Fast-forward, and China today is where Japan was in the late ’80s, except with the greater political instability that comes with a semi-controlled economy and the lack of a social safety net (read: jobless, hungry people don’t write angry letters, they riot). 
 
china olympics opening ceremonySince China can do nothing wrong, everything I write about it is met with skepticism.  Today China projects to the world a similar image as Japan did in the 1980s.  My personal favorite is the incredible spectacle of the Chinese Summer Olympics opening ceremony: the elegant, wonderfully choreographed performance by fifteen thousand people, the marvels of modern technology (the 500-foot LCD screen comes to mind here), the…
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Are We There Yet? Is the Range-Bound Market Over?

Are We There Yet? Is the Range-Bound Market Over?

Courtesy of Vitaliy Katsenelson at The Contrarian Edge & Active Value Investing

For the next dozen years or so, the U.S. stock market will be a wild roller-coaster ride—setting all-time highs and multi-year lows in the process. While the twists and turns of this ride are still to be written by history, the long-term, sideways “range-bound” trajectory has already been set by the eighteen-year bull market that ended in 2000.

When the dust settles, only those who adapted their investment strategies to this range-bound market will have captured any meaningful profits. This is how I started my book Active Value Investing: Making Money in Range-Bound Markets (Wiley, 2007). The following presentation/speech answers the question: Are we there yet? Is the Range-Bound Market Over? (okay, two questions)

Here is a link to the presentation/speech of my book. This presentation/speech almost qualifies as a second (free) edition of the first part of my book – the part that explains why we are likely suffering through a range-bound market.  I updated the data; found a better way to explain old and new topics; changed my mind on some things; and answered questions that have been raised by readers.   I have to warn you this PDF is 20 pages long.  However, a lot of space is consumed by charts and tables thus don’t let the size scare you.  Kill some trees, don’t kill your eyes – print it. 

I hope you enjoy this and more importantly find it beneficial.  You are welcome to share it with your friends (and enemies). 

 

Vitaliy N. Katsenelson, CFA, is a portfolio manager/director of research at Investment Management Associates in Denver, Colo., and he teaches a graduate investment class at the University of Colorado at Denver. He is the author of "Active Value Investing: Making Money in Range-Bound Markets" (Wiley 2007).  To receive Vitaliy’s future articles my email, click here.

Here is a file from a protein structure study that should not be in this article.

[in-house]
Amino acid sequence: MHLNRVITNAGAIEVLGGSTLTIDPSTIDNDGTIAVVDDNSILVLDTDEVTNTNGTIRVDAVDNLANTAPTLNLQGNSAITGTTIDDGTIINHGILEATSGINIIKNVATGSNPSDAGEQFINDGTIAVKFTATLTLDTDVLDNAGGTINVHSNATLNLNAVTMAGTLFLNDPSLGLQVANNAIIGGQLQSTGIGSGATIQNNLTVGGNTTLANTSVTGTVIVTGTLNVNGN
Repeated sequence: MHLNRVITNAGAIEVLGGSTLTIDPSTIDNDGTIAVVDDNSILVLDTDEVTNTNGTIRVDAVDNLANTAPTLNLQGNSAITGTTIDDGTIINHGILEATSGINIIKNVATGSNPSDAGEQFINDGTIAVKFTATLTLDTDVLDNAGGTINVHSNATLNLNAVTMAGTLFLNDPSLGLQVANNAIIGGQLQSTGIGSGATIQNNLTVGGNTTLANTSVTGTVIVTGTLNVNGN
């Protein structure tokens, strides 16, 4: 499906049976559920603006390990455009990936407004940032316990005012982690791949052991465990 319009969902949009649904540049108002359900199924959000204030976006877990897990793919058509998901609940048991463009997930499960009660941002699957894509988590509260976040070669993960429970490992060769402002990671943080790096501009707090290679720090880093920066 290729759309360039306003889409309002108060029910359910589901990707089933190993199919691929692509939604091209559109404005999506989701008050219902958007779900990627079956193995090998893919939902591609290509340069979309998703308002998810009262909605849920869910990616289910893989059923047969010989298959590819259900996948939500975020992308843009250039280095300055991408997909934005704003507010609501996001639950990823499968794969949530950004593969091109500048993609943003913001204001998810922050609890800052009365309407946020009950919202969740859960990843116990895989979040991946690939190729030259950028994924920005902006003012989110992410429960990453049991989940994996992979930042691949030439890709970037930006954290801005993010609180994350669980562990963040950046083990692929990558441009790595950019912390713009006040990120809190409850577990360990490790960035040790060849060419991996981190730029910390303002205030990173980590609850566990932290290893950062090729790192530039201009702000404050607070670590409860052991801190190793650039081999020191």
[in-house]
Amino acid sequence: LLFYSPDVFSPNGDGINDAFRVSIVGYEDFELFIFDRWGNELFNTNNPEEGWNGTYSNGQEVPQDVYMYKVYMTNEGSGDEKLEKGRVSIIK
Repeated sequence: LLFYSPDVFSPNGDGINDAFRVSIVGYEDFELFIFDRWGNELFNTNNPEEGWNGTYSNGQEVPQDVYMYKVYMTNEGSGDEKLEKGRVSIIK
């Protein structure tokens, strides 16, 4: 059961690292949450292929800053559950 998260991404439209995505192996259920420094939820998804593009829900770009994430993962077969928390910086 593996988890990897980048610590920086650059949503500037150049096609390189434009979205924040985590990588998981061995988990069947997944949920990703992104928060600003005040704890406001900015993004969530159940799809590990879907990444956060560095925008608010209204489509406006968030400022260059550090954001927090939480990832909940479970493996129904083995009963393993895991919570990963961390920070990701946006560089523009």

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Zero Hedge

American Airlines Slated To Drop Dozens Of Flights To Smaller Cities As Government Aid Dries Up

Courtesy of ZeroHedge View original post here.

With the government set to stop subsidizing the industry, airlines are gasp> actually going to have to make operational changes to effectively deal with the lack of demand. Oh, the horror of free market forces actually forcing companies to make business changes!

This starts with American Airlines, who is reportedly preparing to drop two dozen small and medium city flights as federal coronavirus aid is set to end. The aid had previously mandated that airlines were not allowed to cut service ...



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ValueWalk

Coronavirus stimulus checks talks fall apart as Congress goes on vacation

By Michelle Jones. Originally published at ValueWalk.

Our predictions regarding the coronavirus stimulus checks and related relief appears to be correct. Congress has abdicated its duty and gone on vacation while Americans await unemployment and other related stimulus programs. While the action is hard to fathom, there is a good chance the market will crash or other pressure will bring the sides together sooner than the current schedule of September 8th.

Prior coverage

The two sides continue to drift apart on the bill over Coronavirus stimulus checks and relief legislation. From a game theory perspective, I believe the Democrats are in the driver’s seat. If the bill is not passed, the economy will crash further and lead to certain electoral losses for Trump and the GOP. Therefore, the Democrats have little incentive to push for a speedy passage of the bill.

...



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Phil's Favorites

Rapid screening tests that prioritize speed over accuracy could be key to ending the coronavirus pandemic

 

Rapid screening tests that prioritize speed over accuracy could be key to ending the coronavirus pandemic

Broad and frequent screening could catch coronavirus cases before they can spread to others. Vaidas Bucys/EyeEm via Getty Images

Courtesy of Zoë McLaren, University of Maryland, Baltimore County

Broad access to testing is one of the most powerful tools to keep the COVID-19 pande...



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Biotech/COVID-19

Rapid screening tests that prioritize speed over accuracy could be key to ending the coronavirus pandemic